Schooner Seawanhaka

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Alaska, Canada, NW
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Photo Album - American Samoa

Schooner Seawanhaka reached Pago Pago, American Samoa after a long passage from San Diego on the last day of May 2004. We spent 4 weeks exploring the island of Tutuila, the largest of American Samoa's 7 islands. This is an interesting place because it has a traditional south pacific island culture mixed with a strong United States influence. The people are friendly, the Pago Pago harbor is dramatic and the island of Tutuila has some beautiful sites.

American Samoa has been a territory of the United States since 1900. It is known as the "Heart of Polynesia". Unlike some of the other South Pacific island paradises, American Samoa (or at least Pago Pago) has been criticized for being somewhat industrial and polluted. Despite that reputation, there has been a considerable effort at improving the situation in the harbor, and we had some great times in American Samoa. While Pago Pago needs a good dose of TLC, much of the rest of Tutuila Island is beautiful. We hiked up to the top of Mt. Alava, rode bikes out to Leone, visited Sliding Rock, hiked down to Massacre Bay and took a ferry out to tiny Anuu'u Island.

Look at iPacific or Lonely Planet for some great information on American Samoa.


Read Postings from American Samoa

(Click on a photo to see a larger view)

After a long sail, we reach the beautiful beaches of Tutuila island in American Samoa.

Pago Pago harbor is one of the most beautiful harbors in the South Pacific. This shot of Seawanhaka in the harbor was taken during a hike on Mt Alava, next to the harbor.

Captain Bill on top of Mt. Alava, looking over Pago Pago Harbor and the Pacific Ocean beyond.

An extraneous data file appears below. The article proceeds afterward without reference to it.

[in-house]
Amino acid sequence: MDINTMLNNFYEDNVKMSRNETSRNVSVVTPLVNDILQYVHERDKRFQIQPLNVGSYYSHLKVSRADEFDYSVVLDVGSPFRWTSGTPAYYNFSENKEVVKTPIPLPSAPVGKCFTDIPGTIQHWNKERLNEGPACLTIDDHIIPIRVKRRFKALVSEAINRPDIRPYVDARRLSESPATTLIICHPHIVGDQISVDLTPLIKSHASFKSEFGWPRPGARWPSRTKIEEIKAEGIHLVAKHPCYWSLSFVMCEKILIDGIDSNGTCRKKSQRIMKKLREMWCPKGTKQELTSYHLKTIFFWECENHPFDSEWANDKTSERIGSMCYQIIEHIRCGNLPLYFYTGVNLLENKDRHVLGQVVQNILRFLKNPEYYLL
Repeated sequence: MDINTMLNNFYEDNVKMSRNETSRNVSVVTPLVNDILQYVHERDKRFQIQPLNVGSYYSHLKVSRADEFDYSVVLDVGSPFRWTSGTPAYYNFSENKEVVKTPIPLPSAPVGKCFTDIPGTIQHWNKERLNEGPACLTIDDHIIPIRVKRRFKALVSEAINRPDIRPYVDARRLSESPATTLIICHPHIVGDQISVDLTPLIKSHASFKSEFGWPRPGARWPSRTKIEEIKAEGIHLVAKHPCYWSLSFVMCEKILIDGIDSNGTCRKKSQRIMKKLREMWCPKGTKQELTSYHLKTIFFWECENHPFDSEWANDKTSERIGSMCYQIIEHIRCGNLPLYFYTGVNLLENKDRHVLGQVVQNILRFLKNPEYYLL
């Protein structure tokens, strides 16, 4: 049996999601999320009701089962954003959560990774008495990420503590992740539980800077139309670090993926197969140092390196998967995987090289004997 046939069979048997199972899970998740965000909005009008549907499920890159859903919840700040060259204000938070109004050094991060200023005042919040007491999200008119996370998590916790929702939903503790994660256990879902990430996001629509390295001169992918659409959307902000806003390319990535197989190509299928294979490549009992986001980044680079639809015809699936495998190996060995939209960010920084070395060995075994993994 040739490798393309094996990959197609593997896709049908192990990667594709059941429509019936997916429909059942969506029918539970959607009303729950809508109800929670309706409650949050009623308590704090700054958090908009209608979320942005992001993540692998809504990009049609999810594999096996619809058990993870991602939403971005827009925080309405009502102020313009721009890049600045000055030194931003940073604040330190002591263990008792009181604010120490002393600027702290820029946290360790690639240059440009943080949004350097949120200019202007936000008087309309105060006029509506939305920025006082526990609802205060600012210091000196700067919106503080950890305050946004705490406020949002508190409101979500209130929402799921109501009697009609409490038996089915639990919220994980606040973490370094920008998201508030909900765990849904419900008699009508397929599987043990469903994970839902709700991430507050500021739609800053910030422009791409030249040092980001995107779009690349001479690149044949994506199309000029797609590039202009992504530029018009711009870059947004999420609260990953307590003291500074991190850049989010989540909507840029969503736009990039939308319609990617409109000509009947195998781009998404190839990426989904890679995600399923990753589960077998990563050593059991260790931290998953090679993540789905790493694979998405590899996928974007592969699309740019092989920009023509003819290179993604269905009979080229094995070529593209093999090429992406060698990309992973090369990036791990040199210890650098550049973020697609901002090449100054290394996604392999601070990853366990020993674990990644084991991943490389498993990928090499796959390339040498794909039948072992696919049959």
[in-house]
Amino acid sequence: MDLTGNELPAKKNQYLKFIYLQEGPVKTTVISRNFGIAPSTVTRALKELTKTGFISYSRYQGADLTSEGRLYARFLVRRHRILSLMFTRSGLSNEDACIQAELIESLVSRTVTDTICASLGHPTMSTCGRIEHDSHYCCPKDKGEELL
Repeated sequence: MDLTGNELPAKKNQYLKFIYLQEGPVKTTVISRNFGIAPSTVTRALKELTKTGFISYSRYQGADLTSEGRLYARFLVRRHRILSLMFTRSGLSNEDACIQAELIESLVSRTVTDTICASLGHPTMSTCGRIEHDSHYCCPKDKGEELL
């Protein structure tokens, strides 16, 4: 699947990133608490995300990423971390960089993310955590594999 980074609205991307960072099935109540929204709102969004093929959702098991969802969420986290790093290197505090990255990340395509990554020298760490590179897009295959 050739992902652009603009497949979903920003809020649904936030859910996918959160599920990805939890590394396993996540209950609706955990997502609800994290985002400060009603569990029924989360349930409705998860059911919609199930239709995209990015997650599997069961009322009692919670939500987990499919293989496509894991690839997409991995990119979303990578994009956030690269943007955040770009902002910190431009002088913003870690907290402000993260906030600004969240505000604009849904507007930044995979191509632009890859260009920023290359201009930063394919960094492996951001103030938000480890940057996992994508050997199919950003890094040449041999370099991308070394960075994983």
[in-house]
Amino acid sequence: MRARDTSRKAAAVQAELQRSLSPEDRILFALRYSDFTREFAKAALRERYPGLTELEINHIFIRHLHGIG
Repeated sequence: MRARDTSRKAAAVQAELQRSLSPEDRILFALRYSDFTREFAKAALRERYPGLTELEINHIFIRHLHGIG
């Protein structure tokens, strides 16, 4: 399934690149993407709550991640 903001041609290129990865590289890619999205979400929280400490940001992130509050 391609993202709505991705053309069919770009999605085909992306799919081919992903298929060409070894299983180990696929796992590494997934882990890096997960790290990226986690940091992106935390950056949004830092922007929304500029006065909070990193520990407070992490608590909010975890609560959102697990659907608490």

The best modes of transportation around here are the Aiga buses...they are all decorated differently and blast Samoan music on your ride.

Bill sailed 4453 miles to enjoy a cold Vailima beer at the Pago Pago Yacht Club.

The big market in town happens on Friday night. Unfortunately, a January hurricane destroyed most of the produce on the island so much is imported from Samoa.

In the harbor, these strange fish swim on the surface in a huge school. Despite the pollution, we've also seen tropical fish and turtles swimming in the harbor.

Darren and Mike catching some spray at the "Turtle and Shark Point".

Mike, Darren and I took a tour of a huge tuna fishing boat called Bold Venture, thanks to Simon, the ship's engineer.

The dining area on Bold Venture was huge! Here Mike & Darren wait for lunch to be ready (Hector the chef cooked up a great meal for his crew and guests that day).

Most American Samoans are very religious...there are churches all over the islands.

One day I hiked up to Leone Falls for a nice, cold, freshwater swim.

View of Seawanhaka from the top of the foremast, during a little boat project.

Swimming in a cool, clear pool in the dried lava flow. It was so clear you could see the tropical fish swimming around your feet without goggles or a mask.

Bill pays his respects to Captain La Perouse, the French explorer who landed here in 1787, got in a fight with the Samoans and named the place Massacre Bay.

Go back to Fanning Island (Tabuaeran) photos.

Go on to Samoa photos.